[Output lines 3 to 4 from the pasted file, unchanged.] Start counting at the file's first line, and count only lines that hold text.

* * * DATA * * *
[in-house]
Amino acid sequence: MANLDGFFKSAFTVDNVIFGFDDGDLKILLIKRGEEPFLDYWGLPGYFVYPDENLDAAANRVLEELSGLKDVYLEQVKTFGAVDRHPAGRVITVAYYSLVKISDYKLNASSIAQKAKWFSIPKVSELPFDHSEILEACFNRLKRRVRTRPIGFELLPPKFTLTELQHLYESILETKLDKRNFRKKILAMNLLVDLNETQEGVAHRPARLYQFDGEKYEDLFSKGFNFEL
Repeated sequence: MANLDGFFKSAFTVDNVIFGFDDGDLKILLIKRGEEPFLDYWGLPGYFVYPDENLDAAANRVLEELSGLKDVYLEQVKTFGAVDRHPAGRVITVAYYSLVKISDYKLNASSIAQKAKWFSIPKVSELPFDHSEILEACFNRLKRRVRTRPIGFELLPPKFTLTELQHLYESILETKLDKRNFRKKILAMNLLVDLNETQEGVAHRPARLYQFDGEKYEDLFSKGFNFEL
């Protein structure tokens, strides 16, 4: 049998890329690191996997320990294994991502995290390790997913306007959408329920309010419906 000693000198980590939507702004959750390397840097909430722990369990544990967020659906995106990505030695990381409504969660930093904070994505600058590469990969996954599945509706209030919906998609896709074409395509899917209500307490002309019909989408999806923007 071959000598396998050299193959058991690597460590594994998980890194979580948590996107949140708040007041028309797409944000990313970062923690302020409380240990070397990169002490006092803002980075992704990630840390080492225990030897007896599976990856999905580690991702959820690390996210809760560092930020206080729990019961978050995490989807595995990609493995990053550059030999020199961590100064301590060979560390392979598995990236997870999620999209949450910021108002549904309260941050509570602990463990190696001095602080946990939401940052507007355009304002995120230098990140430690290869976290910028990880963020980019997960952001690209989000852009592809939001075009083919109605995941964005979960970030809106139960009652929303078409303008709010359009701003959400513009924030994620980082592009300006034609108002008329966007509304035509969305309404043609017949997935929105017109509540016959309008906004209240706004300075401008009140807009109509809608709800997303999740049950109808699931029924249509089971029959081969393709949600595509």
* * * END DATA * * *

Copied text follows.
Repeated sequence: MANLDGFFKSAFTVDNVIFGFDDGDLKILLIKRGEEPFLDYWGLPGYFVYPDENLDAAANRVLEELSGLKDVYLEQVKTFGAVDRHPAGRVITVAYYSLVKISDYKLNASSIAQKAKWFSIPKVSELPFDHSEILEACFNRLKRRVRTRPIGFELLPPKFTLTELQHLYESILETKLDKRNFRKKILAMNLLVDLNETQEGVAHRPARLYQFDGEKYEDLFSKGFNFEL
């Protein structure tokens, strides 16, 4: 049998890329690191996997320990294994991502995290390790997913306007959408329920309010419906 000693000198980590939507702004959750390397840097909430722990369990544990967020659906995106990505030695990381409504969660930093904070994505600058590469990969996954599945509706209030919906998609896709074409395509899917209500307490002309019909989408999806923007 071959000598396998050299193959058991690597460590594994998980890194979580948590996107949140708040007041028309797409944000990313970062923690302020409380240990070397990169002490006092803002980075992704990630840390080492225990030897007896599976990856999905580690991702959820690390996210809760560092930020206080729990019961978050995490989807595995990609493995990053550059030999020199961590100064301590060979560390392979598995990236997870999620999209949450910021108002549904309260941050509570602990463990190696001095602080946990939401940052507007355009304002995120230098990140430690290869976290910028990880963020980019997960952001690209989000852009592809939001075009083919109605995941964005979960970030809106139960009652929303078409303008709010359009701003959400513009924030994620980082592009300006034609108002008329966007509304035509969305309404043609017949997935929105017109509540016959309008906004209240706004300075401008009140807009109509809608709800997303999740049950109808699931029924249509089971029959081969393709949600595509």